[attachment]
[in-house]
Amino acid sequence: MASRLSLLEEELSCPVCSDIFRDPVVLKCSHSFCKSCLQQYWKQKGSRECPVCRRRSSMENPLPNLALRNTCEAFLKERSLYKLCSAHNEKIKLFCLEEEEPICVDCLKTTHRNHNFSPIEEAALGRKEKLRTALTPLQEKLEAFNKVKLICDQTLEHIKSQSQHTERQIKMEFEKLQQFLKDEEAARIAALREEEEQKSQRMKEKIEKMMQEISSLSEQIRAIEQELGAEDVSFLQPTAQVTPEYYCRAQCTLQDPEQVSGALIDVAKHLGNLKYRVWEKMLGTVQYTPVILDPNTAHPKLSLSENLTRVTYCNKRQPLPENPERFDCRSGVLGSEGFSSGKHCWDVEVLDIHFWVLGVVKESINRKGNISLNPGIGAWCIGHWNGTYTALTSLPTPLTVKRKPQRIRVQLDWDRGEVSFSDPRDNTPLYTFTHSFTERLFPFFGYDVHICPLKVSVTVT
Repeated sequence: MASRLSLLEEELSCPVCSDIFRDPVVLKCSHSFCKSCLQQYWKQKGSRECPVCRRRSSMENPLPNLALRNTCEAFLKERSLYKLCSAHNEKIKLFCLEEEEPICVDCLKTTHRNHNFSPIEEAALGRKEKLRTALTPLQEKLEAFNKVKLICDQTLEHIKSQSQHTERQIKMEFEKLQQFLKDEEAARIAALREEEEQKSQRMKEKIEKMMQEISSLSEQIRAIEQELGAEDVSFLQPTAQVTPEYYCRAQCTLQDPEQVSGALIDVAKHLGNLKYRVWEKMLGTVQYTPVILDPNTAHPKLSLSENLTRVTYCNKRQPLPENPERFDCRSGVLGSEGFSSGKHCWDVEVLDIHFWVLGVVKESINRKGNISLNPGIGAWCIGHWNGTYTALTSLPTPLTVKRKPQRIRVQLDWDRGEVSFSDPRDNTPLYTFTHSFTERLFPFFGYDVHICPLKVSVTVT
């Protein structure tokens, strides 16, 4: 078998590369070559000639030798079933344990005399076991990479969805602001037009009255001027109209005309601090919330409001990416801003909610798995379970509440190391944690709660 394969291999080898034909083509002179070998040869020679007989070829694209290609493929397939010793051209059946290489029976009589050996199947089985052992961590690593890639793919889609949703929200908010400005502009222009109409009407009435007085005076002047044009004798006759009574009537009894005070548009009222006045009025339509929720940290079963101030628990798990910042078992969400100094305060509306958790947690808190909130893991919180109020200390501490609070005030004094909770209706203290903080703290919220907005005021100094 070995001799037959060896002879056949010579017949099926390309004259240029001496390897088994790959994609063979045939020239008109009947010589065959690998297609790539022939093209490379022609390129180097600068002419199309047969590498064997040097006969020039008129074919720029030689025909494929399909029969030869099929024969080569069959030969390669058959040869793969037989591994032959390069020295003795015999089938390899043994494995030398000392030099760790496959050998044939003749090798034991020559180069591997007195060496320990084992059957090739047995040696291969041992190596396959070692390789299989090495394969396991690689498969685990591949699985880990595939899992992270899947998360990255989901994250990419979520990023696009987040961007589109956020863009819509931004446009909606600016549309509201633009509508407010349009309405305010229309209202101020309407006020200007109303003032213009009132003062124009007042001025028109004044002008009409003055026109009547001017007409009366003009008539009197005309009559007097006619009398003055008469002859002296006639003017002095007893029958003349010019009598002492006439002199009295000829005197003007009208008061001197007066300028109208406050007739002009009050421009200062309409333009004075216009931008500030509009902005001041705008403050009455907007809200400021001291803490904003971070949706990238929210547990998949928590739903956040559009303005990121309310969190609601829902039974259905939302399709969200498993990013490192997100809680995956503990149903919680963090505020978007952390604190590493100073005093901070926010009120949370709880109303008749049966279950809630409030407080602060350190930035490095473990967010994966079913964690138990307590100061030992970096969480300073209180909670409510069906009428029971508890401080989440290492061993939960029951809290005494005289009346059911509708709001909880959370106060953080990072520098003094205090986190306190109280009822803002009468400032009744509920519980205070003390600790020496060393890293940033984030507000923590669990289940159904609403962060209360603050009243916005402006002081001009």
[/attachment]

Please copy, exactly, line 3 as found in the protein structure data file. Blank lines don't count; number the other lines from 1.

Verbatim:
Repeated sequence: MASRLSLLEEELSCPVCSDIFRDPVVLKCSHSFCKSCLQQYWKQKGSRECPVCRRRSSMENPLPNLALRNTCEAFLKERSLYKLCSAHNEKIKLFCLEEEEPICVDCLKTTHRNHNFSPIEEAALGRKEKLRTALTPLQEKLEAFNKVKLICDQTLEHIKSQSQHTERQIKMEFEKLQQFLKDEEAARIAALREEEEQKSQRMKEKIEKMMQEISSLSEQIRAIEQELGAEDVSFLQPTAQVTPEYYCRAQCTLQDPEQVSGALIDVAKHLGNLKYRVWEKMLGTVQYTPVILDPNTAHPKLSLSENLTRVTYCNKRQPLPENPERFDCRSGVLGSEGFSSGKHCWDVEVLDIHFWVLGVVKESINRKGNISLNPGIGAWCIGHWNGTYTALTSLPTPLTVKRKPQRIRVQLDWDRGEVSFSDPRDNTPLYTFTHSFTERLFPFFGYDVHICPLKVSVTVT